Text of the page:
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Monday, April 09, 2018

GIJF Day 1: Sun Ra Arkestra - Sage, Gateshead, April 6

(Review by Steve T/Photos courtesy of Ken Drew).
It's probably fair to say the Arkestra is an acquired taste, which is probably best acquired live. It'll certainly catch your attention.
I first came across the Sun Ra Arkestra when a film about them and their erstwhile leader was shown at the Tyneside Cinema as part of a Newcastle Jazz Festival in, as the Goldbergs would say, nineteen eighty something. It was only a few years later, as I acquired more of a taste for the bizarre, that I ventured back for another listen.
Now I always have some Sun Ra albums around, some for sale, some in the basket. They're always good but I couldn't identify one you have to have, and if anybody asked me who my top Jazz Artists are, I'd likely forget Saturn’s favourite Sun Ra. There's no doubting that people like the idea of it, and the idea works brilliantly live.  
Last time I saw them was part of a week-long residency they did at Cafe Oto, in one of the trendy suburbs in the smoke about five years ago. There, they entered from the street, which must have been a mind-boggling eye-full for any passers-by, and real heavy $h!t for anyone who'd taken something they shouldn't have.
Here, with the Sage lighting, they looked even more splendid and even crazier, in their inter-planetary space regalia of reds and purples, capes and headgear; like George Clintons' bunch of loonies in Parliament mode, though it's more likely P Funk were like them. Bad and Beautiful; Angels and Demons at Play.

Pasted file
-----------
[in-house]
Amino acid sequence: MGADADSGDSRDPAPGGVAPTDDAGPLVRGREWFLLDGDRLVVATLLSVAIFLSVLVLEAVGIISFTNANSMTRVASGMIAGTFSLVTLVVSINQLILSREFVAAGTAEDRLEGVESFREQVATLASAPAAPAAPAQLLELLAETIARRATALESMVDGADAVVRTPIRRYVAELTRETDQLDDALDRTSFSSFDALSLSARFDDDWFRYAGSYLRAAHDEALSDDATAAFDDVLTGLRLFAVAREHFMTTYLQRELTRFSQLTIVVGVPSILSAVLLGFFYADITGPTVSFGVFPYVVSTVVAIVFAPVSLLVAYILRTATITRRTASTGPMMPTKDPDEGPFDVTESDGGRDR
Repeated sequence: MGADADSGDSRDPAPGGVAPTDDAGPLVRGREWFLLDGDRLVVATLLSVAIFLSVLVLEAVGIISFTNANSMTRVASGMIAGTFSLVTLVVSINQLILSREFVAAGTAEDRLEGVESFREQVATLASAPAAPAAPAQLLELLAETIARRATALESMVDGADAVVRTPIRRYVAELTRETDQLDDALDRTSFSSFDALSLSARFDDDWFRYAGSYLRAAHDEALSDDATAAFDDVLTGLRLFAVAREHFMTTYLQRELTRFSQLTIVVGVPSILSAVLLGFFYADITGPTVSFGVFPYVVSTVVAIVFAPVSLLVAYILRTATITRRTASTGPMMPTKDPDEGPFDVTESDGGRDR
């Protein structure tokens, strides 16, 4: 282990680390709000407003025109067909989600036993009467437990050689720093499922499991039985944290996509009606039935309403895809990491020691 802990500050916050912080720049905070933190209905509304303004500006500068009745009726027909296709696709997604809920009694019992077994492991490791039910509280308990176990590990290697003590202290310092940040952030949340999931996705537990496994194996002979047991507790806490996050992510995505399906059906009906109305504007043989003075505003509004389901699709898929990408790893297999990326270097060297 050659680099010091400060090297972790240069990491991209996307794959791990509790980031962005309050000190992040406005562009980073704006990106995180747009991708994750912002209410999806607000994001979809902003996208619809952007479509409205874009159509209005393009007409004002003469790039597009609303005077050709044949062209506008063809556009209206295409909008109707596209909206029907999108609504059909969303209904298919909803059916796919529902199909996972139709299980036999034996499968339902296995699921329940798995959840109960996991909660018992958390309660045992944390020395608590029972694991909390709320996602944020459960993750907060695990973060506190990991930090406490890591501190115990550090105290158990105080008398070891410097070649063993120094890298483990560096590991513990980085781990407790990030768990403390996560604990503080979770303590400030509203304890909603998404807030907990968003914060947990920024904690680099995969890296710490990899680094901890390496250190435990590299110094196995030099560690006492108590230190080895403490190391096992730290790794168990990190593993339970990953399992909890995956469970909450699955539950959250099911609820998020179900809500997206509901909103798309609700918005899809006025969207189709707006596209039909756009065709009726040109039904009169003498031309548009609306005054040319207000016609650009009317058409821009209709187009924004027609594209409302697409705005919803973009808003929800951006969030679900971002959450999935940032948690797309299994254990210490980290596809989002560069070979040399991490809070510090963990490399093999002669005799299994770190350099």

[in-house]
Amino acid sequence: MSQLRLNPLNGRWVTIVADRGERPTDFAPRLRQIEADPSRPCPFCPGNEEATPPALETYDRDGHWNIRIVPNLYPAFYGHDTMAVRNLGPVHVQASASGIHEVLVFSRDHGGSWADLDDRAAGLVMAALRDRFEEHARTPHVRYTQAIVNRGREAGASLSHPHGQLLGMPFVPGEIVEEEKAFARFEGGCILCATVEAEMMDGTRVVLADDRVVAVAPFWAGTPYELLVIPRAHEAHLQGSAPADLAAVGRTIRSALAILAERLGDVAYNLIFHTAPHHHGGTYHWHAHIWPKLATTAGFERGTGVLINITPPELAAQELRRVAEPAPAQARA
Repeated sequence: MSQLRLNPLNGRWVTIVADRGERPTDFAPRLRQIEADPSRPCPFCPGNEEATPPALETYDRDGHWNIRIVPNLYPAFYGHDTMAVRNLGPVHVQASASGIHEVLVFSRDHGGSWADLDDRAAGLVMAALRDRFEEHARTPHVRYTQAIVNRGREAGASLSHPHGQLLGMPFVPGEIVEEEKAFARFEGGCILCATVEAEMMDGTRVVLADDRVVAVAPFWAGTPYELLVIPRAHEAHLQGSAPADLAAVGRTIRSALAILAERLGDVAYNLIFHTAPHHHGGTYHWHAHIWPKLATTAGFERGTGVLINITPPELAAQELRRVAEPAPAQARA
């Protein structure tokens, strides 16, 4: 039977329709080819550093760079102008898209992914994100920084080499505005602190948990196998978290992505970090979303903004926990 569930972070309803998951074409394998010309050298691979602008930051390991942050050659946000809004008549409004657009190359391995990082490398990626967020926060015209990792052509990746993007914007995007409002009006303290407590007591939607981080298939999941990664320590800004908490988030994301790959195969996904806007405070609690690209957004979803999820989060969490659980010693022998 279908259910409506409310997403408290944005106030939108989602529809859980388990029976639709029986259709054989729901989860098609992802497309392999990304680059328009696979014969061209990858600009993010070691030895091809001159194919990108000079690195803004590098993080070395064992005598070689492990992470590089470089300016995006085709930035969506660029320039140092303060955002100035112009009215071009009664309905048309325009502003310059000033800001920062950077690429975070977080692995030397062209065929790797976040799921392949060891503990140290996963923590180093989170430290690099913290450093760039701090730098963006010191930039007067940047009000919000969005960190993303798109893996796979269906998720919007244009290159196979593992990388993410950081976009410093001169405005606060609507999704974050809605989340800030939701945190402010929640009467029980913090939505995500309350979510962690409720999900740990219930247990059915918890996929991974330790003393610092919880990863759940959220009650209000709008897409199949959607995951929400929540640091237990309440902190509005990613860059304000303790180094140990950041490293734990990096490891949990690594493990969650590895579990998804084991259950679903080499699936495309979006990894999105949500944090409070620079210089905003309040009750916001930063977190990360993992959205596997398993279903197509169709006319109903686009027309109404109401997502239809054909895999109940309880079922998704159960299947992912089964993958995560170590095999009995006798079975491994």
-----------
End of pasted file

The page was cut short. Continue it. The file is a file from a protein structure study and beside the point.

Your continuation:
Juxtaposition is a large part of what they do and why it works so well. A sleazy, old-style cocktail jazz homage, some straight big band, some free-jazz just about hanging together as you think it's set to fall apart. A high priestess (looking like George Clinton circa 76) doing most of the vocals, though it's more repeated chants about inter-planetary affairs we mere earthlings no nothing of.  
It's an old trick but I've never seen it done better: baritone, trombone and trumpet taking a walk around Sage One. Part of the back-stage crew put two fingers up at Marshall Allen, a sprightly ninety three-year-old who's captained the ship with a Destination Unknown since it's former captain did whatever people from Saturn do when their time on earth is up. Allen returned with his own two fingers by doing another four, ending with the title track from their most famous album and the one you can get at your local HMV for £5.99, Space is the Place.
As the band left the stage, one of the youngsters, probably in his sixties or something, which makes the whole spectacle even more bizarre, told us of their tour schedule so far (getting some of it wrong) and that they were in Florida the next night, like we all have access to modes of transport that can traverse great distances in short time. Then the usual merchandise plug, confirming that even in the outer reaches of the galaxy, capitalism rules.
Preposterous.
Steve T.
Ken Drew Festival Photos (ongoing).   

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